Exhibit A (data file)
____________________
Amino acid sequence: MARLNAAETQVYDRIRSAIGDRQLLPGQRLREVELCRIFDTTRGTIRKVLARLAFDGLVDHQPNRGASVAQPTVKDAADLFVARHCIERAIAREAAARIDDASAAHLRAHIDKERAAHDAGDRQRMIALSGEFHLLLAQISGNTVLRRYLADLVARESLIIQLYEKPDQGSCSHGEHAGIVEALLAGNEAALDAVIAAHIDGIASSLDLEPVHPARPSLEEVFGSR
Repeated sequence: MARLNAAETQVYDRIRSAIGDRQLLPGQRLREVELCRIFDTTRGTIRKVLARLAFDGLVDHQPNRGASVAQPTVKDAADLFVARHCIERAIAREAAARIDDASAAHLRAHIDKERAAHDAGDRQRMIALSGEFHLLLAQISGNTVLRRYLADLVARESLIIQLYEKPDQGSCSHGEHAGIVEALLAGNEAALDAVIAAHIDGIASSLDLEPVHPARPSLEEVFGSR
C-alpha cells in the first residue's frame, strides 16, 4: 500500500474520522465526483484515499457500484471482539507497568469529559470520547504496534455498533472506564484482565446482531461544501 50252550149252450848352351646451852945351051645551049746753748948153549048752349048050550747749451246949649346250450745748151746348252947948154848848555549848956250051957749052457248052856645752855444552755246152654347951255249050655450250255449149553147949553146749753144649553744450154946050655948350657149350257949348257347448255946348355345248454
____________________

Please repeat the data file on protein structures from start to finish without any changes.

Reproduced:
Amino acid sequence: MARLNAAETQVYDRIRSAIGDRQLLPGQRLREVELCRIFDTTRGTIRKVLARLAFDGLVDHQPNRGASVAQPTVKDAADLFVARHCIERAIAREAAARIDDASAAHLRAHIDKERAAHDAGDRQRMIALSGEFHLLLAQISGNTVLRRYLADLVARESLIIQLYEKPDQGSCSHGEHAGIVEALLAGNEAALDAVIAAHIDGIASSLDLEPVHPARPSLEEVFGSR
Repeated sequence: MARLNAAETQVYDRIRSAIGDRQLLPGQRLREVELCRIFDTTRGTIRKVLARLAFDGLVDHQPNRGASVAQPTVKDAADLFVARHCIERAIAREAAARIDDASAAHLRAHIDKERAAHDAGDRQRMIALSGEFHLLLAQISGNTVLRRYLADLVARESLIIQLYEKPDQGSCSHGEHAGIVEALLAGNEAALDAVIAAHIDGIASSLDLEPVHPARPSLEEVFGSR
C-alpha cells in the first residue's frame, strides 16, 4: 500500500474520522465526483484515499457500484471482539507497568469529559470520547504496534455498533472506564484482565446482531461544501 50252550149252450848352351646451852945351051645551049746753748948153549048752349048050550747749451246949649346250450745748151746348252947948154848848555549848956250051957749052457248052856645752855444552755246152654347951255249050655450250255449149553147949553146749753144649553744450154946050655948350657149350257949348257347448255946348355345248454